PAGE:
I’ll admit it. I kind of lost it when Donald Trump won New Hampshire this week. I know, the polls showed it was a long time coming. But after Ted Cruz took him out in Iowa, I thought there was at least a chance that someone could repeat the performance and bruise the alleged tough guy’s ego enough to induce Trumper Tantrum part two. Unfortunately, it was not to be. Trump won New Hampshire with 35% of the vote; more than double second-place finisher John Kasich.
This presidential cycle, I’ve written extensively about how anti-establishment instincts are not inherently pro-liberty. If anything proves that from a data standpoint, it’s the fact that Trump won the New Hampshire towns where Ron Paul performed the best in 2012. Sanders also did well in those areas on the Democratic side. Of course, we don’t know how well Rand Paul would have done if he’d stayed in for New Hampshire. But polls showed him hovering around just 4% in the weeks leading up to the race. Dropping out to focus on his Senate race made sense at that point.
Simply put, it’s just not a good year for liberty on the presidential side. But what I needed to remember while I was busy seeing red on Tuesday is how much progress we have made. When Rand Paul dropped out after Iowa, the first thing I did was pen an optimistic piece about how much the liberty movement has accomplished in the past decade, and why there’s so much more to work toward. And as I raged on Facebook post-primary about how I feared my work had helped, even if slightly, to pave the way for the Trump juggernaut, I got a nice reminder that reinforced my typically optimistic outlook.
“Corie, I have about 40 colleagues in the House Freedom Caucus who agree with my principles and positions to a degree I never would have imagined just a few years ago,” wrote Congressman Justin Amash on my status. (How cool is social media, by the way?) “I’ve run openly as a libertarian Republican (without using Ron Paul’s more paleoconservative rhetoric that appeals to Trump voters), have been challenged aggressively, and consistently win by large margins,” he added. (True story; a Chamber of Commerce backed, self-funded challenger tried to take Rep. Amash out in a primary two years ago and failed miserably.) “Things are moving in our direction in the background, even as things get worse in the foreground,” he concluded.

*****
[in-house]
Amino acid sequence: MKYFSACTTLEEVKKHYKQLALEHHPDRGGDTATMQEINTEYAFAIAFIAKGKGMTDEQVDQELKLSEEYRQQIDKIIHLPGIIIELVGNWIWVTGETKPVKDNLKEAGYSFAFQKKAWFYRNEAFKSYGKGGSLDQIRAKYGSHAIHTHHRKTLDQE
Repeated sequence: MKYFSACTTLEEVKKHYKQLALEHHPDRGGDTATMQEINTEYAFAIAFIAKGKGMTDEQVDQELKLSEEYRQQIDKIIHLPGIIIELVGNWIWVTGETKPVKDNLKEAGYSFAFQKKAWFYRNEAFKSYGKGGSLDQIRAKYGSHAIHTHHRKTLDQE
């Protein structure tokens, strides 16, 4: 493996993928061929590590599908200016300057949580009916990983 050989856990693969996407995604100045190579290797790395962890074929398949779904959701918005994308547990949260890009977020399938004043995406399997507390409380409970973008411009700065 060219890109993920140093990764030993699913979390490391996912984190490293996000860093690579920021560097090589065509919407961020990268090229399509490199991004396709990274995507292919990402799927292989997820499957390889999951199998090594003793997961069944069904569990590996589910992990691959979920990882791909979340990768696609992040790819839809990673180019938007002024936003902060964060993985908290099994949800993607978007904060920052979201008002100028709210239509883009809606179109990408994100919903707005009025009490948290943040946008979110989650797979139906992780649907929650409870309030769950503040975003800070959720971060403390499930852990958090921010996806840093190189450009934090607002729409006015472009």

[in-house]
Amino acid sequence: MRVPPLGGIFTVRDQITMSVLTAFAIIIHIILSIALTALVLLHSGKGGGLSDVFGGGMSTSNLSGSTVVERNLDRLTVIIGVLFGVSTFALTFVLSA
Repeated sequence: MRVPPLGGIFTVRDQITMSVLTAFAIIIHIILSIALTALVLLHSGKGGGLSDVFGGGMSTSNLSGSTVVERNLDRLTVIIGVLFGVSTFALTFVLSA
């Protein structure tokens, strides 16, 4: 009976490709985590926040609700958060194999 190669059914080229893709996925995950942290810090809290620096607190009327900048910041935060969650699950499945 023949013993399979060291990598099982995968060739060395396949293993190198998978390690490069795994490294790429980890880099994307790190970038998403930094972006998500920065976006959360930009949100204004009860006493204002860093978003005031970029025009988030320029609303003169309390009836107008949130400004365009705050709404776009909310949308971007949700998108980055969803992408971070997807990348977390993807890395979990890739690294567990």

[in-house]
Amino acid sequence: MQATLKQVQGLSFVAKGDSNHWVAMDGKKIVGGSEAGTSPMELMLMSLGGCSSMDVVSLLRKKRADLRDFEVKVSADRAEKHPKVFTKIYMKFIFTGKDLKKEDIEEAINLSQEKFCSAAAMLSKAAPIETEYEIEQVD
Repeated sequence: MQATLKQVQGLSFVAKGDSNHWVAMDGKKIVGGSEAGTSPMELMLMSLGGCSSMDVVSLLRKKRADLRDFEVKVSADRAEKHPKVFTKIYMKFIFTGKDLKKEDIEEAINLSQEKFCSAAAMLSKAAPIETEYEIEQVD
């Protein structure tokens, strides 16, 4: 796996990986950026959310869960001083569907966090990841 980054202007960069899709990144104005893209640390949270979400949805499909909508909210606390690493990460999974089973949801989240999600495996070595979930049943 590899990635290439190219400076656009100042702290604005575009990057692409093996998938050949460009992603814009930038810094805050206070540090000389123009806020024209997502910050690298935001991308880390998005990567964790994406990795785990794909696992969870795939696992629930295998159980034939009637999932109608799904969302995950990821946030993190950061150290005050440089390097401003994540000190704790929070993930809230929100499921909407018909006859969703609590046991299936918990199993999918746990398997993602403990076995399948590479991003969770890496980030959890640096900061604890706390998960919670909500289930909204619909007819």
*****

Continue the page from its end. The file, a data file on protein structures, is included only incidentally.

The truth is, Rep. Amash is absolutely right. Congress is in a much better position to fight for reform than it has been in quite some time. And I’ve long expressed my belief that the fight for liberty is largely a generational one. I continue to believe that despite temporary setbacks amid the normal ebb and flow of politics. The vast majority of young Republicans tend to lean libertarian, and there are pro-freedom instincts present among Millennials – it just takes the right messengers to tap into. Some look at the support Bernie Sanders commands from young people and conclude that there’s no hope. He’s a socialist, after all! But it’s a lot more complicated than a cursory look reveals.
As Bonnie Kristian wrote at Rare this week analyzing a Nate Silver piece on Bernie Sanders’ youth support, “Silver argues, Sanders’ success—and Ron Paul’s success among the same Millennial generation—is about how ‘younger Americans view political labels like ‘socialist’ and ‘libertarian’ differently than older ones.’” As Kristian noted however, the data Silver presents shows that Millennials don’t actually like socialist economic policies. As she explained, “In other words, young people continue to be a little bit more left-wing than average, but they drift right with age. What else is new?” And as Kristian noted per Silver’s data, Americans under 30 actually have a more positive view of libertarianism than socialism.